Another day, another trip to Heathrow. I picked the late-afternoon flight back to O'Hare instead of the mid-afternoon flight, because I thought I could sleep in to speed along my re-adjustment to Chicago time. No such luck. So off I go, having woken up at 6:30 GMT, looking forward to driving home from O'Hare at 2:00 GMT tomorrow morning.
There has to be an easier way...
Now that I have a functioning monitor once again, I can post a few photos.
Despite American's mess-up with my seat assignments, a lovely British Airways flight attendant found an empty upper-deck window seat, so I did, in fact, get to have a total aviation-nerd-heaven trip:
A couple of things: first, the text on the screen is in Arabic, which makes sense if you're flying to Dubai. Second, the screen shows the plane has just gone over Italy's big toe. We had great views of the Alps and the Italian peninsula on the way down. (More on our route in a moment.) Third, the seat faces backwards, which may not be at all obvious from the photograph. Finally, I didn't realize that the upper deck curves too much to get really close to the window. So while I'm awfully happy to have sat up there, I'll probably not sit up there again unless it's an overnight flight.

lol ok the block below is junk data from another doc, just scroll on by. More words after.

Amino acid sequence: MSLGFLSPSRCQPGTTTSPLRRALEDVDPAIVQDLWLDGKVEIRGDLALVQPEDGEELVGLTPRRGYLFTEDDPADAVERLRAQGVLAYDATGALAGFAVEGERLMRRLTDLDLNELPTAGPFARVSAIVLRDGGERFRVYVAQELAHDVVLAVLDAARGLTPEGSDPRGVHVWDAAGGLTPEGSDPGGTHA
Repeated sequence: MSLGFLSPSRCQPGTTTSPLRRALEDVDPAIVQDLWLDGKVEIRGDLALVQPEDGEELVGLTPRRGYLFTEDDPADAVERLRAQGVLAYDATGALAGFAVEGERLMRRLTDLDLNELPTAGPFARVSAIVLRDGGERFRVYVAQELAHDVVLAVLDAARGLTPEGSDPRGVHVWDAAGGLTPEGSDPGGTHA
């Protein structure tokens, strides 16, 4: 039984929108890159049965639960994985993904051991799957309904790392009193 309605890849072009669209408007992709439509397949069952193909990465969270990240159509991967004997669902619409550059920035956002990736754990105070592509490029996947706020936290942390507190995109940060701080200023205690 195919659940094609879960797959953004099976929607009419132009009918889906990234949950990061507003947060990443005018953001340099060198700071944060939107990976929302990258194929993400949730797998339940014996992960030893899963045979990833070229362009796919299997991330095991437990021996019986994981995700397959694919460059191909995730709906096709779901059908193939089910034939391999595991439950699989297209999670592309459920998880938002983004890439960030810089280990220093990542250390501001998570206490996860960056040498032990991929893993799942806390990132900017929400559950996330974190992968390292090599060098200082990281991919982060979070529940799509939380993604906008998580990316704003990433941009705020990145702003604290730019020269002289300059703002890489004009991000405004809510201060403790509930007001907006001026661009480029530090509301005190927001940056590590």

About the route. Does this look odd to anyone else?
Compare with the great circle path that I expected:
I understand not wanting to fly over Iran, but then again, why not? British Airways flies London to Tehran, so I'm sure the overflight isn't a problem. It also looks like we skirted around Iraq as well, which, again, is not unfriendly (officially) to Britain. Anyone have an answer? If I'm able I'll get a shot of the return trip for comparison.
More later, with photographs of the world's tallest building.
Having a six-hour layover in between two seven-hour flights really, really sucks.
I know I'm at Heathrow, in Terminal 5, but I'm not entirely clear on what day or time it is. I do know that somewhere in my future, probably in about 9 hours, there's a bed....